You will have opportunities to take up three- to six-month internships with leading companies in this area, including ARM, Intel, IBM and Microsoft, and to participate in our industrial engagement programme, exchanging ideas and challenges with our sponsor companies at brainstorming and networking events.

The School of Informatics holds a Silver Athena SWAN award, in recognition of our commitment to advance the representation of women in science, mathematics, engineering and technology. The School is deploying a range of strategies to help female staff and students of all stages in their careers and we seek regular feedback from our research community on our performance.

Facilities

You will have access to state-of-the-art facilities from on-chip accelerators including GPGPUs and multicore CPUs to the supercomputer scale systems hosted by the Edinburgh Parallel Computing Centre.

More broadly, the award-winning Informatics Forum is an international research facility for computing and related areas. It houses more than 400 research staff and students, providing office, meeting and social spaces.

It also contains two robotics labs, an instrumented multimedia room, eye-tracking and motion capture systems, and a full recording studio amongst other research facilities. Its spectacular atrium plays host to many events, from industry showcases and student hackathons to major research conferences.

Nearby teaching facilities include computer and teaching labs with more than 250 machines, 24-hour access to IT facilities for students, and comprehensive support provided by dedicated computing staff.

Among our entrepreneurial initiatives is Informatics Ventures, set up to support globally ambitious software companies in Scotland and nurture a technology cluster to rival Boston, Pittsburgh, Kyoto and Silicon Valley.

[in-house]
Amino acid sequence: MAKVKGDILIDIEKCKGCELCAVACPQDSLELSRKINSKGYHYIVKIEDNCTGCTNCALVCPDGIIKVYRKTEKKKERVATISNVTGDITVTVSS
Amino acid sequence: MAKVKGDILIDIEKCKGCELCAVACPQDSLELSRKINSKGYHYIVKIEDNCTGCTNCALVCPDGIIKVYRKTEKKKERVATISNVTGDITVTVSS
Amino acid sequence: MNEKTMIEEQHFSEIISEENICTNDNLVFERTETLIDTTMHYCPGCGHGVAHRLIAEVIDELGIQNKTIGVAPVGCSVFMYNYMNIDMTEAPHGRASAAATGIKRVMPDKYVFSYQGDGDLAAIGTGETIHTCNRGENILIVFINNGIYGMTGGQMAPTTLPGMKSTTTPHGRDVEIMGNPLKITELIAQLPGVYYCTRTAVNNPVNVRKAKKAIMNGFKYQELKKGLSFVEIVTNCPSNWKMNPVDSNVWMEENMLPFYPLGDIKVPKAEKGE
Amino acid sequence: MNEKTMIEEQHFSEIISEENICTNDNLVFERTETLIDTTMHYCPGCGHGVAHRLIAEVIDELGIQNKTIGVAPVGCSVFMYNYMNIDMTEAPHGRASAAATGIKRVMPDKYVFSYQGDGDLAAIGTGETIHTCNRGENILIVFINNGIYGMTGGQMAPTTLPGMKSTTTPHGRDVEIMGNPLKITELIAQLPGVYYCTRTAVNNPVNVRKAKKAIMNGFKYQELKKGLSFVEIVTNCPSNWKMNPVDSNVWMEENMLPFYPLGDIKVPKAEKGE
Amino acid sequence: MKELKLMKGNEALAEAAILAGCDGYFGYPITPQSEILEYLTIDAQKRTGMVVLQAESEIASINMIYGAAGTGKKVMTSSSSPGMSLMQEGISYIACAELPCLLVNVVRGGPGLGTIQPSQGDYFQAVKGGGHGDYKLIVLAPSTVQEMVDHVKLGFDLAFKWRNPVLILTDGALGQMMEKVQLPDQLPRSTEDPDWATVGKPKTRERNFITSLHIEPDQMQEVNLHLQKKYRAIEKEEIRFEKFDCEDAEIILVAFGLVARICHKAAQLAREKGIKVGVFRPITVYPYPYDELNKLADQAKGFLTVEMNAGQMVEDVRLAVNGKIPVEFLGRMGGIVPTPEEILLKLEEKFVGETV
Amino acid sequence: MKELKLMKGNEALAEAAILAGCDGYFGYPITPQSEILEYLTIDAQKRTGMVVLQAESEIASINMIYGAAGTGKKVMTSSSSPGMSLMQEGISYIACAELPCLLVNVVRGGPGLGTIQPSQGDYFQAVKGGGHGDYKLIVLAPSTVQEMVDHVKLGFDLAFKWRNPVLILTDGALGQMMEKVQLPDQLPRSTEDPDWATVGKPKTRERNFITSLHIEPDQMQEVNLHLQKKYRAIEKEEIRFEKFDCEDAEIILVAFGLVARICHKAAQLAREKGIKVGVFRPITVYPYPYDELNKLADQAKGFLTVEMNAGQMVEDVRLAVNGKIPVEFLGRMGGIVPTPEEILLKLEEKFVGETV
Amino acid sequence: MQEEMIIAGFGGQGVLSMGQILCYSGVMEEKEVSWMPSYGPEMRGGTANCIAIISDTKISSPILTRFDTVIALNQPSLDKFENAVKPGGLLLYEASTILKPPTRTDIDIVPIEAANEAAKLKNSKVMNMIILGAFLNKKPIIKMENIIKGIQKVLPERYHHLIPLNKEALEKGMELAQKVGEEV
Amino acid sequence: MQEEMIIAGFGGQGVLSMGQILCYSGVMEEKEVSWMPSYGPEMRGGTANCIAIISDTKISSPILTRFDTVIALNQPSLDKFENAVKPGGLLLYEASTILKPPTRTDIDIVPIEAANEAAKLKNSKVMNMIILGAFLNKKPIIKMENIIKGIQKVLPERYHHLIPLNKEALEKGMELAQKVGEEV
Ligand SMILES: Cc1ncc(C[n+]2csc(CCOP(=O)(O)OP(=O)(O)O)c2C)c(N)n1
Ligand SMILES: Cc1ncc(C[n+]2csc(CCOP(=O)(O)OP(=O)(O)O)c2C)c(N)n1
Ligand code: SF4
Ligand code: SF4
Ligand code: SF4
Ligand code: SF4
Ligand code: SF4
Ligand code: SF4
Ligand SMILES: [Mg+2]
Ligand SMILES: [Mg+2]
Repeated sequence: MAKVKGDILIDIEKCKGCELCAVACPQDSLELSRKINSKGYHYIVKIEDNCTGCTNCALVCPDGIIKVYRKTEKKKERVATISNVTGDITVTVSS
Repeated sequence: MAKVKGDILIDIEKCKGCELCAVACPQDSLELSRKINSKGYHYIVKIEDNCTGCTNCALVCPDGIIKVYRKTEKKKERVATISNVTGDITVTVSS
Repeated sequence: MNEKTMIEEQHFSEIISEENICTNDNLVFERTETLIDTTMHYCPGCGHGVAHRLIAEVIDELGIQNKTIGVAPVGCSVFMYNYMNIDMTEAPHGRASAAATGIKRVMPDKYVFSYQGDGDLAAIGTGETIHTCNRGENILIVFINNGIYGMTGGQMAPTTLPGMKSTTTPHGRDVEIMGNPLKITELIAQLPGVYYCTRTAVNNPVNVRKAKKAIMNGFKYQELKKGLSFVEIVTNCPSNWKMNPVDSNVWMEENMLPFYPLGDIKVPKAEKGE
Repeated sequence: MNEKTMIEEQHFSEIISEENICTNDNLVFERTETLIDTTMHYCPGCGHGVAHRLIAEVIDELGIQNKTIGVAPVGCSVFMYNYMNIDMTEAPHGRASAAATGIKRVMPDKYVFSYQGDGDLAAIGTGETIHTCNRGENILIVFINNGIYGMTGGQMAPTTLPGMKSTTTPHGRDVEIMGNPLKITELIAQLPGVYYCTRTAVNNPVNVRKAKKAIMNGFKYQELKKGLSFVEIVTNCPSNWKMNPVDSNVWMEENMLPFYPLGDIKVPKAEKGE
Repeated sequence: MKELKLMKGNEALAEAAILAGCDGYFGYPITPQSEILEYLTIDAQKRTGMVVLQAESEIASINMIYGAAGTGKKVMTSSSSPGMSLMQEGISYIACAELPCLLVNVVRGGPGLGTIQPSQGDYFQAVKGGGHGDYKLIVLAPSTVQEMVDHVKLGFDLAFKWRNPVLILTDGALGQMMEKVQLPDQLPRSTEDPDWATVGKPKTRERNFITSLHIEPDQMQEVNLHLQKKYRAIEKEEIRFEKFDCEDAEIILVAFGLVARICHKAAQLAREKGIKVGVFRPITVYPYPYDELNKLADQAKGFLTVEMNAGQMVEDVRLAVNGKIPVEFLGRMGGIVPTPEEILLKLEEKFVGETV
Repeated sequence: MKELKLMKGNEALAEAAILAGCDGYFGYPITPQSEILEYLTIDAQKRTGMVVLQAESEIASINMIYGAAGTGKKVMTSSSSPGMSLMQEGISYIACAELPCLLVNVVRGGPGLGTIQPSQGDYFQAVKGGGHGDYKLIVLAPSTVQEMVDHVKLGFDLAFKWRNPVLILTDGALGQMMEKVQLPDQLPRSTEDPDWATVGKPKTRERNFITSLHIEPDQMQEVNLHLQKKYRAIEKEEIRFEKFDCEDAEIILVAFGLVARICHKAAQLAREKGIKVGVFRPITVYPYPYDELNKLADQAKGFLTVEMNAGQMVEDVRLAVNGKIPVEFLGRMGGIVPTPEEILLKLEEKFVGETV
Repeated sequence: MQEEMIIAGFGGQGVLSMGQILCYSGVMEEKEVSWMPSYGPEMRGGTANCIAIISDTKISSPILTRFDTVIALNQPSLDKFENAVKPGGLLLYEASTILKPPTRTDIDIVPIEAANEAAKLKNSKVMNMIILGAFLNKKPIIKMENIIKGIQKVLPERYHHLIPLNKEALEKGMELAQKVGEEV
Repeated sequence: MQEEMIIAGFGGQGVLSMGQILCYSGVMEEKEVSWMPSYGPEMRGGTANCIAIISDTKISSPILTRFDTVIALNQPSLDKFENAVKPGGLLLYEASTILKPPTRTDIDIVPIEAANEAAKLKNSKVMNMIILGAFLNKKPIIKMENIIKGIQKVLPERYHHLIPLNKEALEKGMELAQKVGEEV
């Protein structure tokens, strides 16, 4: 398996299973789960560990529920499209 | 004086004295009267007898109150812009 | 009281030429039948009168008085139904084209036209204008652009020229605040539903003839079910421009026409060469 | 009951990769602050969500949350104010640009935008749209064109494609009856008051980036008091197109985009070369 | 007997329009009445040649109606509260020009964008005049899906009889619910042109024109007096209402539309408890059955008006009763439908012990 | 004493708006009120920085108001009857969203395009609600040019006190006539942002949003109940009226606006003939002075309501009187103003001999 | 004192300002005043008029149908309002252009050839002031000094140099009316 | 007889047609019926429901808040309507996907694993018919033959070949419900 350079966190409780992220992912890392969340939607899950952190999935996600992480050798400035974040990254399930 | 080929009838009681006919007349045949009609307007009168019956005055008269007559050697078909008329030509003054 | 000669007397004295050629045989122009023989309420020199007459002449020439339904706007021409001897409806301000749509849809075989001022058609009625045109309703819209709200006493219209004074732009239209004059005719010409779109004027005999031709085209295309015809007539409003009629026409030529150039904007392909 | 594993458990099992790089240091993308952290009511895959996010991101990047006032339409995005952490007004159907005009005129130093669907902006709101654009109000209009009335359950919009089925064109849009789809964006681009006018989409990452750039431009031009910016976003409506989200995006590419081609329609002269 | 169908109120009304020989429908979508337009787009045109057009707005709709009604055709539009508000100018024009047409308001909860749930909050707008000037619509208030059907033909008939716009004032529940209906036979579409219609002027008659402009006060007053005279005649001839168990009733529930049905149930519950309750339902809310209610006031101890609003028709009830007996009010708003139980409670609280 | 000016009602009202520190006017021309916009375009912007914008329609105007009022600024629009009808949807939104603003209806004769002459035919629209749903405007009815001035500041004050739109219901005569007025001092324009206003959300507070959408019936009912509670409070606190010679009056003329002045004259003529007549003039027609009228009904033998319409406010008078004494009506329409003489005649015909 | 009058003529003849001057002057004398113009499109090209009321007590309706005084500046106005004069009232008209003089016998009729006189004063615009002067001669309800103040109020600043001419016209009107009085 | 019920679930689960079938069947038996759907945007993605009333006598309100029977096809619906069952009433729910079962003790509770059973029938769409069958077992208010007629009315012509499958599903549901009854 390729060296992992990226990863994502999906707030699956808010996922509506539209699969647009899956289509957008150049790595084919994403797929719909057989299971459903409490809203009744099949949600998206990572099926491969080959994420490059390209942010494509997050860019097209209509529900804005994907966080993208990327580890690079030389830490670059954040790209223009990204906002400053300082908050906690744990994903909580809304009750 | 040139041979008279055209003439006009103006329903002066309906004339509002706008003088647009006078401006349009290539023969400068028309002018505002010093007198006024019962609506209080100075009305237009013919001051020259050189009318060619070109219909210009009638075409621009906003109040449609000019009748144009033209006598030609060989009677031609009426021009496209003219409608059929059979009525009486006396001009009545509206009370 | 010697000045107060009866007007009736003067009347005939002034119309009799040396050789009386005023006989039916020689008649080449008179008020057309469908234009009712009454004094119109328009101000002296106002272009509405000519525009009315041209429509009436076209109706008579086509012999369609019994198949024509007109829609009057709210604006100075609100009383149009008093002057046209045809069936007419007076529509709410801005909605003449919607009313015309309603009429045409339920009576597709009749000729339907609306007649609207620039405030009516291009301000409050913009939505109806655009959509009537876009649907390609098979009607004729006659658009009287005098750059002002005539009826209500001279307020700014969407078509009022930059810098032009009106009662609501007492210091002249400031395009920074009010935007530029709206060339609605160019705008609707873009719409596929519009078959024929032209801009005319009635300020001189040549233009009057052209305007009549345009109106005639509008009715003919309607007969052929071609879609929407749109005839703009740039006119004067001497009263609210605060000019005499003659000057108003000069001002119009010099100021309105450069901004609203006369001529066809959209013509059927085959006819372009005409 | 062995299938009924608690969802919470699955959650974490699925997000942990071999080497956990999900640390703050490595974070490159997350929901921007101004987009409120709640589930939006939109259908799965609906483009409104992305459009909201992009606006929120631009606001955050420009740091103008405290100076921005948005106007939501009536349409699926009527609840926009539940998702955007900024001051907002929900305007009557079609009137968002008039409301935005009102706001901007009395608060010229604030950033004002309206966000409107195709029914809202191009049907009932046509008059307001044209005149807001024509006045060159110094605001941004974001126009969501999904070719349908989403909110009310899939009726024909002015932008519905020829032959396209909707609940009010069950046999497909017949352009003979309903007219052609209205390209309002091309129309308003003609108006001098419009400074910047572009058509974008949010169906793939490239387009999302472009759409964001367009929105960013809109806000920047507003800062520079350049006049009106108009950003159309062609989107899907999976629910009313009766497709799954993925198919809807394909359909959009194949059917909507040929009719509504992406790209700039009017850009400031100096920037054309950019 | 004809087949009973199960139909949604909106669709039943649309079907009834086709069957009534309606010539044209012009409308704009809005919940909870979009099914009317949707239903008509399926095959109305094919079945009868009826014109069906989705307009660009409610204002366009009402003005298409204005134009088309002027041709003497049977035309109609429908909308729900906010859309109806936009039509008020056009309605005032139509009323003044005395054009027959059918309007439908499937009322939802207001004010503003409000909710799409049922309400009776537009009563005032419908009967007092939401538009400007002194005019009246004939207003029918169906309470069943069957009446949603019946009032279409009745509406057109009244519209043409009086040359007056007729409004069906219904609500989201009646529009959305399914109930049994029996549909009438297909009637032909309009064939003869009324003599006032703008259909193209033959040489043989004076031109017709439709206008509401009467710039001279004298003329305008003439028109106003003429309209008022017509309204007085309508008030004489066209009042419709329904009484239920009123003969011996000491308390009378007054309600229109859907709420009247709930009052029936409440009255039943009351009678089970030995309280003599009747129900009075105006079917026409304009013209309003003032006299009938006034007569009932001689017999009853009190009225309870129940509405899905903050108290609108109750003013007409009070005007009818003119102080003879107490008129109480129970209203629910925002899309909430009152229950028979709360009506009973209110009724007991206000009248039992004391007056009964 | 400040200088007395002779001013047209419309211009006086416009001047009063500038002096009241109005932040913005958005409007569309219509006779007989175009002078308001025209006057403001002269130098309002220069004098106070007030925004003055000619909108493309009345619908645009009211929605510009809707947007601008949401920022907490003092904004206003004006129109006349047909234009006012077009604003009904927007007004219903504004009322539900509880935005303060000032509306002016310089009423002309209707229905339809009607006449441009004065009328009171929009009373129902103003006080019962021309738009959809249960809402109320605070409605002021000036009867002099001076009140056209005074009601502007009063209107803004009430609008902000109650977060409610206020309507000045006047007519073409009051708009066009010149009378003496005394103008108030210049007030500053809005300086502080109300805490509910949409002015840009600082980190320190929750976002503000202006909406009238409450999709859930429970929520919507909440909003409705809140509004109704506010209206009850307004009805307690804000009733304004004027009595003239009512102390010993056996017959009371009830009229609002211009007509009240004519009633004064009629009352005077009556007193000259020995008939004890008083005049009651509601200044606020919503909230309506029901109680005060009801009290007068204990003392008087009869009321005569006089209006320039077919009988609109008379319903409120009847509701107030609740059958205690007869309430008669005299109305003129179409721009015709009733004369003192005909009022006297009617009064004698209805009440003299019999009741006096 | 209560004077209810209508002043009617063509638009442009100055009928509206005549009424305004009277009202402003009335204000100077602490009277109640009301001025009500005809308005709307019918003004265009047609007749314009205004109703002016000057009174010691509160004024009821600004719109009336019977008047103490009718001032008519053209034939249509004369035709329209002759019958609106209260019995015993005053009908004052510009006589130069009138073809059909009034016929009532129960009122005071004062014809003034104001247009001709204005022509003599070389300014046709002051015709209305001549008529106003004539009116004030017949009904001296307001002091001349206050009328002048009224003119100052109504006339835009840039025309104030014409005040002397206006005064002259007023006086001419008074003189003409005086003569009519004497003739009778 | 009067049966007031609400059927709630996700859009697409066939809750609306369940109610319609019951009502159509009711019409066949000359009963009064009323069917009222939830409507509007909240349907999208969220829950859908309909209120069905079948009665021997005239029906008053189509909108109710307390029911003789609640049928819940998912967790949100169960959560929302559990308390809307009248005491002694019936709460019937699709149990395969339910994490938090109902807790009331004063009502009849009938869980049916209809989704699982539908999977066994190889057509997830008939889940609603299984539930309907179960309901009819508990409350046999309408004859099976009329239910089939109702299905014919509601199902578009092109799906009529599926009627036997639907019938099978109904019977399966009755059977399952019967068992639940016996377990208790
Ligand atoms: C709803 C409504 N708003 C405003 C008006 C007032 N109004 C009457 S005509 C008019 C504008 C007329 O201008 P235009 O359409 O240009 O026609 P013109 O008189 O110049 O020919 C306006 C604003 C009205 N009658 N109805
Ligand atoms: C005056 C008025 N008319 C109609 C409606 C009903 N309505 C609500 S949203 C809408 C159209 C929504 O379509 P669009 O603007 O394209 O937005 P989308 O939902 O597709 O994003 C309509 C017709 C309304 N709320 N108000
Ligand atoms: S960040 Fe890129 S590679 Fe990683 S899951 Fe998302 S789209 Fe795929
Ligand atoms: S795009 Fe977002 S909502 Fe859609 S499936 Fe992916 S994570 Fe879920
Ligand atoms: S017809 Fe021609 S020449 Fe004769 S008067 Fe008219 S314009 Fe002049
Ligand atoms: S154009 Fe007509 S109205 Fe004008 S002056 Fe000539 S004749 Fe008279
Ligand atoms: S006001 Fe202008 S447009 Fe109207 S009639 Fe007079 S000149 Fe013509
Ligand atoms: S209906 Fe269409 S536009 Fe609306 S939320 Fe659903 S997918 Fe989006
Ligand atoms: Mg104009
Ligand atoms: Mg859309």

Career opportunities

We intend for our graduates to become the research leaders, both in industry and academia, whose work will lead the way into the era of mainstream parallelism. This vision is shared by our industrial supporters who have indicated their strong desire to find highly qualified candidates to fill roles in this area. We also have outstanding support for entrepreneurial initiatives through Informatics Ventures.

Our component research groups already have excellent track-records in post-graduation destinations, including the research labs of industry-leading companies, and post-doctoral research positions in top tier universities.

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This course will provide you with the opportunity to carry out an independent research project under the supervision of our leading academics. Read more
This course will provide you with the opportunity to carry out an independent research project under the supervision of our leading academics.

You will receive training in research methods and take a taught course unit in a relevant subject area. The research topic for your project is agreed with a supervisor in advance and can be in any area of the expertise in the department research groups. The project outline will be developed in consultation with your supervisor and project work is carried out in parallel with the taught courses, becoming full-time during the third term.

This Master’s by Research will provide you with a suitable background to work as a research assistant or as the grounding for further study towards a PhD.

See the website https://www.royalholloway.ac.uk/earthsciences/coursefinder/mscearthsciencesbyresearch.aspx

Why choose this course?

- This course is ideal for graduates in geology and related sciences who wish to carry out independent research over a shorter time period than is possible in a doctorate (PhD) programme. It allows you study at Master's level an aspect of the geological sciences which may not be catered for by specialist MSc programmes.

- You will be involved at every step of the research project - from planning and sample collection, laboratory work, result analysis, to writing your dissertation.

- It is ideal preparation if you are interested in studying for a PhD, but would like to have further preparation and training.